It has been a while since my last post on this blog, mostly due to my trying to turn 24 hours into 100 and not succeeding. I said once in an interview that you can do it all, but I have come to realize that you just can’t. At least not for free. You can try, but attempting to do this comes at a price.
So I slowed down. I focused more on my health, and I spent more time with my family, especially my daughter, who last fall went off to college. And I dedicated my writing time to completing the Spanish version of my novel Antonio’s Will.
I tend to work in parallel on different projects. I have a respectable number of story ideas. Some are semi-developed. Some are still in chart form. But when I slowed down, the voices in my head, the ones that tell me what to write and how to write–the muse–also slowed down. This silence certainly had to do with my decision to decelerate, but it also came as a result of change.
My only child leaving for college was a bittersweet change in our lives this past year. Our home feels empty without her. “The life of the house” left. It was heart-wrenching to leave her behind at her dorm, even when I knew it was for the better. “They do return,” people tell you. And she has. Although it is not the same as having her home full-time, kissing her good-night, every night, being able to hug her, daily. This change was one I was unprepared for emotionally. The hidden reward has been to witness her growth. I am deeply thankful for “Face Time” and text.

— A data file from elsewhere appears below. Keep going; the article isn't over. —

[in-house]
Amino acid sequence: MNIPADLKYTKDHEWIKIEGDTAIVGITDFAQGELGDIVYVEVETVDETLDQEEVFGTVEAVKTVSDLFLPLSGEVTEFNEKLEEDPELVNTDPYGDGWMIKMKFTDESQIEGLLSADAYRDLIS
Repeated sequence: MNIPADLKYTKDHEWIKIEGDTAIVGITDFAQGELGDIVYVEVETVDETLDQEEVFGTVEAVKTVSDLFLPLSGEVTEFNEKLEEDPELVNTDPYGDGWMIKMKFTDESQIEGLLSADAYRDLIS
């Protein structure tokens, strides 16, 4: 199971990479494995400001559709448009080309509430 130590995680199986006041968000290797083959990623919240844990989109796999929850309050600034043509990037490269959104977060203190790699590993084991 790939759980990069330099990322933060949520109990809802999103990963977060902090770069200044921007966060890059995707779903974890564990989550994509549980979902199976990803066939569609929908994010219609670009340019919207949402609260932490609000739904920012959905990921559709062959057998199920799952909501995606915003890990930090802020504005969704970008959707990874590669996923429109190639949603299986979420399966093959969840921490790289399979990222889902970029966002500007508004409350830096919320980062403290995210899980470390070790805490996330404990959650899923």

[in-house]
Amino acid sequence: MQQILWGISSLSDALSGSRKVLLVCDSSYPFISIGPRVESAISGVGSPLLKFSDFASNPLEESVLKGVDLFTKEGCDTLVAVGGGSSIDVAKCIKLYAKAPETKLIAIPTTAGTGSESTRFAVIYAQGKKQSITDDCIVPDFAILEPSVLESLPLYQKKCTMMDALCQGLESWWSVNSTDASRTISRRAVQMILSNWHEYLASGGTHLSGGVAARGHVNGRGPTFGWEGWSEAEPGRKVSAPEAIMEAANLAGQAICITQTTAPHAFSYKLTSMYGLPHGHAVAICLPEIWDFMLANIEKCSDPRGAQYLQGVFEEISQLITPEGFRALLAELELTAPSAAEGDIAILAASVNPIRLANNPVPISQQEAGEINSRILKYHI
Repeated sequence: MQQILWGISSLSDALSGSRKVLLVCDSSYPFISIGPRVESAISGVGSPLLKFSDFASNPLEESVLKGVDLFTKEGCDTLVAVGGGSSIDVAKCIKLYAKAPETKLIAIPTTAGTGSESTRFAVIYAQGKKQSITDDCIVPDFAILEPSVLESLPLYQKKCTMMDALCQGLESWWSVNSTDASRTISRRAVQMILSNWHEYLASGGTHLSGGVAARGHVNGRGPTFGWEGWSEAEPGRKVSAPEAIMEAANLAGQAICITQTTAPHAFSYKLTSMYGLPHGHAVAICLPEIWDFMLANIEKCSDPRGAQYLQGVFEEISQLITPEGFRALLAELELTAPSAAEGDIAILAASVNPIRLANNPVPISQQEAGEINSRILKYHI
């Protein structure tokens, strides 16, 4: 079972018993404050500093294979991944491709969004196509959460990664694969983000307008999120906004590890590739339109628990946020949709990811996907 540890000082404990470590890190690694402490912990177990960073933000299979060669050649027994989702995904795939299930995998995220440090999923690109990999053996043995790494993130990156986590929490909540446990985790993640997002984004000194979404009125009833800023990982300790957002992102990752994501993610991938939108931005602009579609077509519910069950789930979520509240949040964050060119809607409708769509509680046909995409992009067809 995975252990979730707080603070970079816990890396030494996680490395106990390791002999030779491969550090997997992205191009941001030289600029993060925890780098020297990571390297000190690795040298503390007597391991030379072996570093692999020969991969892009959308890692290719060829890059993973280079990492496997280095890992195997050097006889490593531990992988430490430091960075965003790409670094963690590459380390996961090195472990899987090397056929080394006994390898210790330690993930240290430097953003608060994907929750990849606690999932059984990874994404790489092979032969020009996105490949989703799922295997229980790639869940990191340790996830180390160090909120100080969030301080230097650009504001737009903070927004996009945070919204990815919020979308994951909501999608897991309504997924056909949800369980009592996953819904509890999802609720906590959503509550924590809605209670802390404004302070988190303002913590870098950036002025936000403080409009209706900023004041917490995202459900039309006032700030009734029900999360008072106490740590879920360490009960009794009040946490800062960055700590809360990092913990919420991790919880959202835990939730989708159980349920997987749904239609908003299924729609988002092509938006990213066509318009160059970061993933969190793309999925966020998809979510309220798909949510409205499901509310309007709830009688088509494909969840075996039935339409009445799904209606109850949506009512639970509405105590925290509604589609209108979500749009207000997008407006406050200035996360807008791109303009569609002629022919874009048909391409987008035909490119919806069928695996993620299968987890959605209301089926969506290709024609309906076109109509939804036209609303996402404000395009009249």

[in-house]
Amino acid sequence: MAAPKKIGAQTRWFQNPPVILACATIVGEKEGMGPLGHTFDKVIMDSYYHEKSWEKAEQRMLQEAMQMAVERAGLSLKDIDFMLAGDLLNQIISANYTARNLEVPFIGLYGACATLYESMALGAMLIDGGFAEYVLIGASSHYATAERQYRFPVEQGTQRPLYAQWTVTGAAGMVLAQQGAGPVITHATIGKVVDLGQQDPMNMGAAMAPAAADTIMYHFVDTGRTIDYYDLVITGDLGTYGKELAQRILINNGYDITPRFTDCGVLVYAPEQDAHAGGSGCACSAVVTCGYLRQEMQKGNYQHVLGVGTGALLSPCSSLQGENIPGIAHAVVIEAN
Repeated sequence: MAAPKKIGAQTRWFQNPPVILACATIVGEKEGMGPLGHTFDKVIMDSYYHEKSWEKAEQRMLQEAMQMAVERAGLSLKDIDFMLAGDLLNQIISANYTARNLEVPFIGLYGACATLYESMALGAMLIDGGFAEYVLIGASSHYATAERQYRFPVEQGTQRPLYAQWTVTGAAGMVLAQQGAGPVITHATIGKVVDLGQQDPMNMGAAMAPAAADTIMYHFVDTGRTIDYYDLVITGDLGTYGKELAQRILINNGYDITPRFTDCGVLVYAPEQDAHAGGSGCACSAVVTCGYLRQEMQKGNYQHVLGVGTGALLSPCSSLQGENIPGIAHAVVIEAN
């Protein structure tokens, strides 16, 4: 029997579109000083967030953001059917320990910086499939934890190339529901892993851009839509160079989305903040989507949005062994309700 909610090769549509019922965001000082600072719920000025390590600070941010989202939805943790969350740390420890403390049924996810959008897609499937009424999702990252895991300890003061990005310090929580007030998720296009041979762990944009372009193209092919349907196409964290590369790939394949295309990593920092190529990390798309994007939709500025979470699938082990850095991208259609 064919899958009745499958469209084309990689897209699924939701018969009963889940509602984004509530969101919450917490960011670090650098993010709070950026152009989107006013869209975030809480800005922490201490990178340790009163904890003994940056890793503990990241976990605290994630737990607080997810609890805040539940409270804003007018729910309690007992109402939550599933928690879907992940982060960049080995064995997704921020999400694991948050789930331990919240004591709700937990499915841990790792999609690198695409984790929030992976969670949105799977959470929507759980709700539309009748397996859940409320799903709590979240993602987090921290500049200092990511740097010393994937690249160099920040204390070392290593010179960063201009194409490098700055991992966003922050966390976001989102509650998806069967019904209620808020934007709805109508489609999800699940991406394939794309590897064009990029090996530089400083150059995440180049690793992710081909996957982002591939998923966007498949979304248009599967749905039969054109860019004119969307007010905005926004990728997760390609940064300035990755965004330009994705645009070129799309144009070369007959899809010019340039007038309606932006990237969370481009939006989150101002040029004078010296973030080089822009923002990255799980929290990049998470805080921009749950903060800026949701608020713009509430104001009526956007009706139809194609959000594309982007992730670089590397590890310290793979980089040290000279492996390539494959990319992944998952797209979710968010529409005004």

Surely, an empty nest would leave more time for me to write. But then came the election. And, while many of my author friends continued to be quite prolific during this time–they said writing helped dissipate their anxiety–I found myself diverted by my thoughts about the future of our country. About how this election would impact the child I had just left behind in the college dorm. And in the midst of a deep sense of uncertainty and inexplicable loss, surrounded by the divisiveness that our country faced, I sank into polishing the book I was completing.
I published “La Voluntad de Antonio: Una Historia de Sacrificio, Amor, Tragedia e Injusticia,” this past December. It is my first novel in Spanish. I was excited, but I was also somewhat terrified of this project, especially since I had not written literature in Spanish since I was in college–eons ago. The novel is now on Amazon (on e-book and paperback), and the paperback is currently on “Goodreads Giveaway” until April 21, 2017. The version in English is “Antonio’s Will: A Story of Sacrifice, Love, Tragedy and Injustice,” also on Amazon on e-book and paperback. If you read it, I would love to hear your thoughts.
Copyright © 2017 Yasmin Tirado-Chiodini. All Rights Reserved. This content is provided under a Creative Commons License.